The Pilgrims (1620)

Dr. King spoke fondly of the Pilgrims and probably had them in mind when he referred to the nation’s “sacred heritage.” We normally think of religious persecution as the Pilgrims’ reason for fleeing England and carving out a new life in the New World. Fleeing persecution, however, was not their only reason.

In the Mayflower Compact, the Pilgrims gave a proactive two-fold reason for their move to America in 1620. They had come, they said: (1) for the glory of God and (2) for the advancement of the Christian faith.

Although they were not the first to settle in the New World, the Pilgrims’ experience has captured the imagination of the American public more than any of the early immigrants to these shores. This, no doubt, is because of their deep faith in God, their love of liberty, and their willingness to risk it all for their vision of a free and godly society. They, no doubt, were in Dr. King’s mind when he spoke of this nation’s “sacred heritage.”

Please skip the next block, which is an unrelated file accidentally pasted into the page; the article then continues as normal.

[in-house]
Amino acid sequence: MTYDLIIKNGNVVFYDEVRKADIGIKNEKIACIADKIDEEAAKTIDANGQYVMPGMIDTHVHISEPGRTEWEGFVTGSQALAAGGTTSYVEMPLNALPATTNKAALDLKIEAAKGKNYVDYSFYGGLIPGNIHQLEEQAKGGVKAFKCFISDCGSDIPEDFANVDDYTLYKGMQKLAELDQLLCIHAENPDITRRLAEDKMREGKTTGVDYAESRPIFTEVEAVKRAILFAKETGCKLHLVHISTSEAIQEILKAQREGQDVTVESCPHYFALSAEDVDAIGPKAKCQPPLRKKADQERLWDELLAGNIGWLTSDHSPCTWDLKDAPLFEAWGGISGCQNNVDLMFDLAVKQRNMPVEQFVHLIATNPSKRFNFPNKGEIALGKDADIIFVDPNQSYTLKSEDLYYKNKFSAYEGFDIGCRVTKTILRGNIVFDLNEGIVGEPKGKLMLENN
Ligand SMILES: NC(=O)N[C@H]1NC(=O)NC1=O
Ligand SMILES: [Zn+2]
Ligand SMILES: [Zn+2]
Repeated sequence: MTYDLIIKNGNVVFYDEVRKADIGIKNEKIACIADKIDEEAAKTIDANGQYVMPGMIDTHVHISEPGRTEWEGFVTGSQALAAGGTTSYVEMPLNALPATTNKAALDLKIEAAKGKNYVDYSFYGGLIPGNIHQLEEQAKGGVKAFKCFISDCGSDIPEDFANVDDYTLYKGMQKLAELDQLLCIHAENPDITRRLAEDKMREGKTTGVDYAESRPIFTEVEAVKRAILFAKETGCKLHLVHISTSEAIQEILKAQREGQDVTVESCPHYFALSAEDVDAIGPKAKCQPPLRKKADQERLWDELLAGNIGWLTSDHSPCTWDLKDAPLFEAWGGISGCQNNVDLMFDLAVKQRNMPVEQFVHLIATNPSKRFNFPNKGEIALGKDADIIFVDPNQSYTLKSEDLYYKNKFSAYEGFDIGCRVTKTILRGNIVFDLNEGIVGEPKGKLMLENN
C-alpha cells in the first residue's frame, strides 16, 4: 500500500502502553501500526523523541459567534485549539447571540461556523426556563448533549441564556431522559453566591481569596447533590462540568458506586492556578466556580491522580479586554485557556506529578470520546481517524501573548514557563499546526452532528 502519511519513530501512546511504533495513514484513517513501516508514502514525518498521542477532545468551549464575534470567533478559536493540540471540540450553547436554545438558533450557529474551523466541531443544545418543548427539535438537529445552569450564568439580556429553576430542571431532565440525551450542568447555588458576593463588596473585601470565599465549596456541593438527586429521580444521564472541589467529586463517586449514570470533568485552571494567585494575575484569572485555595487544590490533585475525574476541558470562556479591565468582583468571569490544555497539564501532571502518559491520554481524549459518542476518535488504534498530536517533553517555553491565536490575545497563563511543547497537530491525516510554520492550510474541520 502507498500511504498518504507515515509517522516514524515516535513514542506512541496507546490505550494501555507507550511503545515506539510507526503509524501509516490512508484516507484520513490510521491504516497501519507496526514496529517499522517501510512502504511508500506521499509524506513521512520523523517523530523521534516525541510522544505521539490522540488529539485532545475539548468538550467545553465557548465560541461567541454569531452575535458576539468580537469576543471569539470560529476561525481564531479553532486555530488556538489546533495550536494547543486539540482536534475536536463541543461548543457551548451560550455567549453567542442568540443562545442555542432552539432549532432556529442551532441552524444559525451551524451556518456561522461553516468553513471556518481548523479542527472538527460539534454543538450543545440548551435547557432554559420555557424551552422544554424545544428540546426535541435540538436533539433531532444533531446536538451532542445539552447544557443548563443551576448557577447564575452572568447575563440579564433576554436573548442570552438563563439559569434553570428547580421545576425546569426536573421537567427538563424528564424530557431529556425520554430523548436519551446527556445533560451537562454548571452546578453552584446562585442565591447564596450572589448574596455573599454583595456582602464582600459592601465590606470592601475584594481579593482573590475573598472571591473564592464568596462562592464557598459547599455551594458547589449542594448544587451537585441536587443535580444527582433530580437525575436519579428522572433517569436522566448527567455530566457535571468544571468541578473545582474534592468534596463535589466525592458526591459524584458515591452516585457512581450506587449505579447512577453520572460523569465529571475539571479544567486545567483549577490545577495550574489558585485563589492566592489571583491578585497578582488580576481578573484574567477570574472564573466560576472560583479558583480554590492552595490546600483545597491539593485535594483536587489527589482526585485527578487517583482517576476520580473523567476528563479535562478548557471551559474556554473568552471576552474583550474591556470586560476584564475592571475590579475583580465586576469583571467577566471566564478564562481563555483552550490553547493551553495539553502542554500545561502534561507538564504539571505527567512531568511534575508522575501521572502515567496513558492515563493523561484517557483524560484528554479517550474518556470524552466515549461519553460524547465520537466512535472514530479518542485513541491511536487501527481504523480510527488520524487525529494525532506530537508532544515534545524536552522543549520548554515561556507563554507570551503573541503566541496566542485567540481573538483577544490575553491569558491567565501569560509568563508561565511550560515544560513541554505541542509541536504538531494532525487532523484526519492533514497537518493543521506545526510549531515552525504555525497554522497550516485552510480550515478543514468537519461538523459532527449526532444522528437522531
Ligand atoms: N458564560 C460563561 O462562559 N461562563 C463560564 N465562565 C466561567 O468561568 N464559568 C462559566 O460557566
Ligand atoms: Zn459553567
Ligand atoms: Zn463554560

The United Colonies of New England

By 1643, thousands of new immigrants had arrived in New England and new towns and colonies were springing up. Sensing a need for some sort of central government that would arbitrate boundary disputes and facilitate a mutual defense, they formed they United Colonies of New England.

The United Colonies of New England was a federalist system in which each colony retained its autonomy and the powers of the central government were limited by the constitution, which they formulated. The opening statement of their constitution explains why they had come to the New World. It reads,